Treasurys fall as worries about Europe ease, Fed says interest rates will remain low

Wednesday, April 28, 2010

Treasurys fall as concerns about Europe ease

NEW YORK — Interest rates rose in the Treasury market Wednesday as fears about a European financial crisis subsided. Investors also were reassured when the Federal Reserve forecast that interest rates will remain stable “for an extended period.”

Investors appeared to take in stride news that Standard & Poor’s had downgraded its rating of Spain’s government debt. The downgrade came a day after S&P lowered Greece’s rating to junk status, and also cut its rating on Portugal’s debt.

Greece’s situation took a turn for the better after German Chancellor Angela Merkel said her country would speed up the approval process for a bailout package for the country. That raised hopes that Greece would have enough money to pay back loans that are due on May 19.

Worries that Greece might default intensified Tuesday, especially after S&P downgraded the country’s debt. A default would hurt the euro, the currency shared by 16 European nations, and would threaten the economic recovery on the continent and other countries. Greece’s neighbors including Germany hold billions of dollars in Greek debt, and would lose that money if Greece were to default.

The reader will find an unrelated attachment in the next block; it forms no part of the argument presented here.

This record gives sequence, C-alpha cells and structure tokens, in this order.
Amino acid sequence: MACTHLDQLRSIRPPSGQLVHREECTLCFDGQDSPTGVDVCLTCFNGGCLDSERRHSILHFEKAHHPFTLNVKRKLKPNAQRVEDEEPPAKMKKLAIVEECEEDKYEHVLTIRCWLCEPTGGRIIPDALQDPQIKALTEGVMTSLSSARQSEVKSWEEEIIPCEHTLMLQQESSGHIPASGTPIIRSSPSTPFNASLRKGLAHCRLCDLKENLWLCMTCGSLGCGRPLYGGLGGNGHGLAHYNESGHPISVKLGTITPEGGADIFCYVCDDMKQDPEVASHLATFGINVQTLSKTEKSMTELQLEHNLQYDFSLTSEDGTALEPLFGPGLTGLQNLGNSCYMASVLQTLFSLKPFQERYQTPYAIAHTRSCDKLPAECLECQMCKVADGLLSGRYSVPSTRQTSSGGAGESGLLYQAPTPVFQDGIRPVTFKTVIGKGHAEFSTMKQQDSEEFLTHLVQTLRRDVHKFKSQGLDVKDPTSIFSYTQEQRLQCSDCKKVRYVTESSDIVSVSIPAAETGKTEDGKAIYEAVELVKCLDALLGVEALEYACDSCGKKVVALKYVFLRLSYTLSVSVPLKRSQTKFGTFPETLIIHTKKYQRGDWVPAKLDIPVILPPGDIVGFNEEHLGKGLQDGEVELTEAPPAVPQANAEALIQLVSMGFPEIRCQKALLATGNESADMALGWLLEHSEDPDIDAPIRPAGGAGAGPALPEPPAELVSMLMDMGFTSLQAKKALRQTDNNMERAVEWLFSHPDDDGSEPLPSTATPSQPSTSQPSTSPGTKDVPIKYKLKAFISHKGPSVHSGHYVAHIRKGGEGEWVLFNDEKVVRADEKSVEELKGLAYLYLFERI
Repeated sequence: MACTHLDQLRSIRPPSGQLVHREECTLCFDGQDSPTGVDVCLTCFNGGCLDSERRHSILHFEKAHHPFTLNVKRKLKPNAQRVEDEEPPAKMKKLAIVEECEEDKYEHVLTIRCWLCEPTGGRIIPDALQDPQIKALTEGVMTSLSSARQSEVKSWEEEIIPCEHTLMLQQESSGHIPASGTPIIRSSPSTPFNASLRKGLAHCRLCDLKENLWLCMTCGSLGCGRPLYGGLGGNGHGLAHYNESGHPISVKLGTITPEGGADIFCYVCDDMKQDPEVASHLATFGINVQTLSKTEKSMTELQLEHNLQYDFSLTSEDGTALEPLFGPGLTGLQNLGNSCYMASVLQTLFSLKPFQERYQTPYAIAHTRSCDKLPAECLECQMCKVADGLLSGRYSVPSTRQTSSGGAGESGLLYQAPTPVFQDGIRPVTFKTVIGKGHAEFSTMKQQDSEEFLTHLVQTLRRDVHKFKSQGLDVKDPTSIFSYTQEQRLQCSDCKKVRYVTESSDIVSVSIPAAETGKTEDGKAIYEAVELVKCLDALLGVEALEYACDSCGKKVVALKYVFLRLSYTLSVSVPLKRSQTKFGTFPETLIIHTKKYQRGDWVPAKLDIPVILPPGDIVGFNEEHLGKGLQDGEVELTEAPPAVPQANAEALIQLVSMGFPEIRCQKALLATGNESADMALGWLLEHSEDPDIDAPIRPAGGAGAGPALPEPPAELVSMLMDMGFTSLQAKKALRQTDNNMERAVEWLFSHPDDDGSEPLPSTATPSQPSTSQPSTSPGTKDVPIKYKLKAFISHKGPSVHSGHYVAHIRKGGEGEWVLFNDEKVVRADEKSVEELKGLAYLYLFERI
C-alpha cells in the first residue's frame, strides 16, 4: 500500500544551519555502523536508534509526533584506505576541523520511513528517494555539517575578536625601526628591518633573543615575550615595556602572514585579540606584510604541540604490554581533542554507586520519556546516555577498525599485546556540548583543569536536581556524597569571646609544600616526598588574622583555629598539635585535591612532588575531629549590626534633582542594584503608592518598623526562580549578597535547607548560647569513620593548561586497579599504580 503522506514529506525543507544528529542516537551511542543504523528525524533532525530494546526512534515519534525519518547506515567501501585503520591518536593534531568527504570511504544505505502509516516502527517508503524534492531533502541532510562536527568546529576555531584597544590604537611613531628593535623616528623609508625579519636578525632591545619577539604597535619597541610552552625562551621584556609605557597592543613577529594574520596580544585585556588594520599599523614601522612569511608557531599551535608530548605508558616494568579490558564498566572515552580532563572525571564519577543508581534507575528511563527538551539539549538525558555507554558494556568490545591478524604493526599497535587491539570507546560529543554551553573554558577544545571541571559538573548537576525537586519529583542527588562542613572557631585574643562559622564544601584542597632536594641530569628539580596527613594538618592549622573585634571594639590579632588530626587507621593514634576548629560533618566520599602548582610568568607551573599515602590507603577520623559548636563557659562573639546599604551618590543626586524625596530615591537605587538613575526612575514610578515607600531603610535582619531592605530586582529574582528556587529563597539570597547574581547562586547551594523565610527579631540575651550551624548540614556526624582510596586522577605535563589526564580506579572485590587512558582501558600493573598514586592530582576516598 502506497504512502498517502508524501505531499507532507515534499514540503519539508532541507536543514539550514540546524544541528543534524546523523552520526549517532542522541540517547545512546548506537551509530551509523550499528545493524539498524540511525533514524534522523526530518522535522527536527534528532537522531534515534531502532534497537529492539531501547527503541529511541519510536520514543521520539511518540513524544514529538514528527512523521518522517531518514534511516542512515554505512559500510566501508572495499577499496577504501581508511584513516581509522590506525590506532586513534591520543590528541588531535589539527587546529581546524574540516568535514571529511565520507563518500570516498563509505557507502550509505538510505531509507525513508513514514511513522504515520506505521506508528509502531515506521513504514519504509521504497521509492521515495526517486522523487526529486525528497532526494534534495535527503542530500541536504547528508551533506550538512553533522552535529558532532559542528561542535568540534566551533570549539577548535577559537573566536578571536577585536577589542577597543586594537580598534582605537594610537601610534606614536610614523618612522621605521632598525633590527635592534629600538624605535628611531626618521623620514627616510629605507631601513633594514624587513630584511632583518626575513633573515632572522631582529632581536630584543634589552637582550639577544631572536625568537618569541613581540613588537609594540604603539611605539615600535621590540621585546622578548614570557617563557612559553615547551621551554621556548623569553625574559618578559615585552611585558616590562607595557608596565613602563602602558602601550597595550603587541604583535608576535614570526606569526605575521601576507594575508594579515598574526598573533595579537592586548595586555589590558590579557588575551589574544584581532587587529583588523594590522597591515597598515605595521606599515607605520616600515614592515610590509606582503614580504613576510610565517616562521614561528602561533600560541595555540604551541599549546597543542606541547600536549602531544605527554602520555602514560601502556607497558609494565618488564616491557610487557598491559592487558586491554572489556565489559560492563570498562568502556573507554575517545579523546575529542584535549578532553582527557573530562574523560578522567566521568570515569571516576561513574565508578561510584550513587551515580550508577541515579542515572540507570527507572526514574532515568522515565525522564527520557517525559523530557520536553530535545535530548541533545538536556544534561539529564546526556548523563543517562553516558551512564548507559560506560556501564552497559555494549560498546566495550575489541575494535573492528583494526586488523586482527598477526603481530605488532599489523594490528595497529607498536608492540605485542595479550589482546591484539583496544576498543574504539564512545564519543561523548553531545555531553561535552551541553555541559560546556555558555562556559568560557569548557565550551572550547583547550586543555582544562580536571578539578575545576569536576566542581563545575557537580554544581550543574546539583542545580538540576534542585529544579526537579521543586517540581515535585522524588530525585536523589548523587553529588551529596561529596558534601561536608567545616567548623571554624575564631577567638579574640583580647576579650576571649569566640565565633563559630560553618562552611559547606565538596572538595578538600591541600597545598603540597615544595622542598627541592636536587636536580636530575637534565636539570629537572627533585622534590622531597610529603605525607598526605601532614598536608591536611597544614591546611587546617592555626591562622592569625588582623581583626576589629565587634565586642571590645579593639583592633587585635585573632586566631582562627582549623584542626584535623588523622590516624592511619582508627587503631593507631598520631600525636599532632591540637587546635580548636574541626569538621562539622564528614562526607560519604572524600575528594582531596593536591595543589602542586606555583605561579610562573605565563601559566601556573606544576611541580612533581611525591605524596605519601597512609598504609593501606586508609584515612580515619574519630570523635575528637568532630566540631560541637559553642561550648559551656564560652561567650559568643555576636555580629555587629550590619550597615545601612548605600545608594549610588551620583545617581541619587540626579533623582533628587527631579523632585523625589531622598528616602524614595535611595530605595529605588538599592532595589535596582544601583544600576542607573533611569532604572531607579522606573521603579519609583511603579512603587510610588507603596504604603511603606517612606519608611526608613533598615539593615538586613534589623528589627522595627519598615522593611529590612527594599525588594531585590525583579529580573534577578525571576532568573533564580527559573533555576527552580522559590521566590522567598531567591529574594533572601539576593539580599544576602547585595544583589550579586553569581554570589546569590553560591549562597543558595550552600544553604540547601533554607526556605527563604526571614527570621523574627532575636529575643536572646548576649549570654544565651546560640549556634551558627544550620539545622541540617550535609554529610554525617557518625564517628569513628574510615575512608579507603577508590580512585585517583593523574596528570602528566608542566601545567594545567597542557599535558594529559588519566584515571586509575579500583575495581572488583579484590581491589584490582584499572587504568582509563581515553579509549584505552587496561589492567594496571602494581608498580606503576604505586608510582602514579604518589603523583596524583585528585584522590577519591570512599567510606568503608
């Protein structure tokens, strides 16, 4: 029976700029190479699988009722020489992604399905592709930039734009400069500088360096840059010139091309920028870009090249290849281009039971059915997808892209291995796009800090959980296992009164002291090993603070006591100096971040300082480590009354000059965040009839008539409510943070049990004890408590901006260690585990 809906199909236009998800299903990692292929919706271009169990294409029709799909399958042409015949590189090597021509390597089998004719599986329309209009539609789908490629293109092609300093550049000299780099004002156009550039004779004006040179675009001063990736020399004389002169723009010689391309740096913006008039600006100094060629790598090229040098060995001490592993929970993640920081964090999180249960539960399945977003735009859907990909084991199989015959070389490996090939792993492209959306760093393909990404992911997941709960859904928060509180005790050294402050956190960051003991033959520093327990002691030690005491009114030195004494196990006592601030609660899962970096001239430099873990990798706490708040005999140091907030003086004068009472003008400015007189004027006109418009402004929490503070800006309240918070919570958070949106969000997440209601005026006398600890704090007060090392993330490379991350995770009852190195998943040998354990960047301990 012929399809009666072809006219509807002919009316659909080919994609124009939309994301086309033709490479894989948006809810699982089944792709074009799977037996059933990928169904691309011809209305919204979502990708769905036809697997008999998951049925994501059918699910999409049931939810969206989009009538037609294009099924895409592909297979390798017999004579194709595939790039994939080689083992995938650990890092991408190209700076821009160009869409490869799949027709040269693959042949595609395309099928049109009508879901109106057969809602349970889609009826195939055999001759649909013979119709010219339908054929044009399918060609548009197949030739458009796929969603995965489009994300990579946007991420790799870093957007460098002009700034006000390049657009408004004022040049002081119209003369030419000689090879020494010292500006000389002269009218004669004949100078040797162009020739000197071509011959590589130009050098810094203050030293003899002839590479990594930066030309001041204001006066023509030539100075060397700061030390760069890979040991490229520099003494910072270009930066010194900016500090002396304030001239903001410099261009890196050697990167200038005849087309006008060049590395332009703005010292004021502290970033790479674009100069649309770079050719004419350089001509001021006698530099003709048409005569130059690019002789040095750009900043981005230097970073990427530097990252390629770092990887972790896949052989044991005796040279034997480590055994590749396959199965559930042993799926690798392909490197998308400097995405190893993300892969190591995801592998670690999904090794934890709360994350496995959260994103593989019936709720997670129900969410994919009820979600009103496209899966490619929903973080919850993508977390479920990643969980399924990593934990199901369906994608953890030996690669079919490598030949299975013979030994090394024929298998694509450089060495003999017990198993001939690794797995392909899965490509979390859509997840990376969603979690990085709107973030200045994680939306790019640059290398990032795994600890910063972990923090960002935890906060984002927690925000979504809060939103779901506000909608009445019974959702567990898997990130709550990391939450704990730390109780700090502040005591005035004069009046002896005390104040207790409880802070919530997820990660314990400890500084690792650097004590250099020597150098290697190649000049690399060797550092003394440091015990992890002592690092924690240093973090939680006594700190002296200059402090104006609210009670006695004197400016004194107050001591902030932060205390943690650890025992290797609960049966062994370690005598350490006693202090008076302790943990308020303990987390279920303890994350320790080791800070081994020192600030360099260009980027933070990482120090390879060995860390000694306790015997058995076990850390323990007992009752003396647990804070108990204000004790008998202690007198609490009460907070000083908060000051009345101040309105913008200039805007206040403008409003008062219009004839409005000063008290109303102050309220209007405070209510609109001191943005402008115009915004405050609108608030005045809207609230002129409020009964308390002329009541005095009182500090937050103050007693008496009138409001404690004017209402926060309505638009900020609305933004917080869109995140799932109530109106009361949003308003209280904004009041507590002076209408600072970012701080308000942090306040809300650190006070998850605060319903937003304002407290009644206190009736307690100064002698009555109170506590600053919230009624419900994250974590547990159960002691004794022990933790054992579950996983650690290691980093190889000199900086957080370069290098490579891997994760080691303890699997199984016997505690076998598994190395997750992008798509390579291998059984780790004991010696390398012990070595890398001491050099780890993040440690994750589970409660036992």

The yield on the 10-year Treasury note, a benchmark for many consumer loans, rose to 3.77 percent Wednesday from 3.69 percent on Tuesday. Its price fell 65.625 cents to $98.8125.

Yields on Treasury bonds and notes move in the opposite direction from their price. The 10-year note’s yield plunged and its price soared Tuesday in response to the developments in Europe.

S&P cut Spain’s credit rating by one notch Wednesday, to AA from AA+, because it expects the country will experience an “extended” period of subdued economic growth. That could make it harder for the country to repay its debt.

Meanwhile, the Fed gave bond investors the news they wanted to hear, that it expects its benchmark federal funds rate to remain in a range between zero and 0.25 percent “for an extended period.”

The central bank’s policy-making Open Market Committee ended a two-day meeting with a decision to keep rates stable and an upbeat economic assessment. The Fed said household spending is up, but companies remain reluctant to hire.

It also said inflation is likely to remain subdued for some time. Inflation is a great concern for bond investors on two levels. First, the Fed is likely to raise rates if it sees signs of rising inflation. Second, inflation erodes the value of long-term bonds over time.

An auction of 5-year Treasury notes met with lukewarm demand. The Treasury Department sold $42 billion in notes. The bid-to-cover ratio, or the number of bids accepted compared with those received, was 2.75.

In other trading, the yield on the 2-year note that matures in March 2012 fell to 1.04 percent from 1.07 percent. Its price fell 6.25 cents to $99.90625.

The yield on 30-year bond that matures in February 2040 rose to 4.63 percent from 4.58 percent. Its price fell 84.375 cents to $99.9375.

The yield on the 3-month T-bill that matures July 29 rose to 0.15 percent from 0.14 percent. Its discount rate was 0.16 percent.

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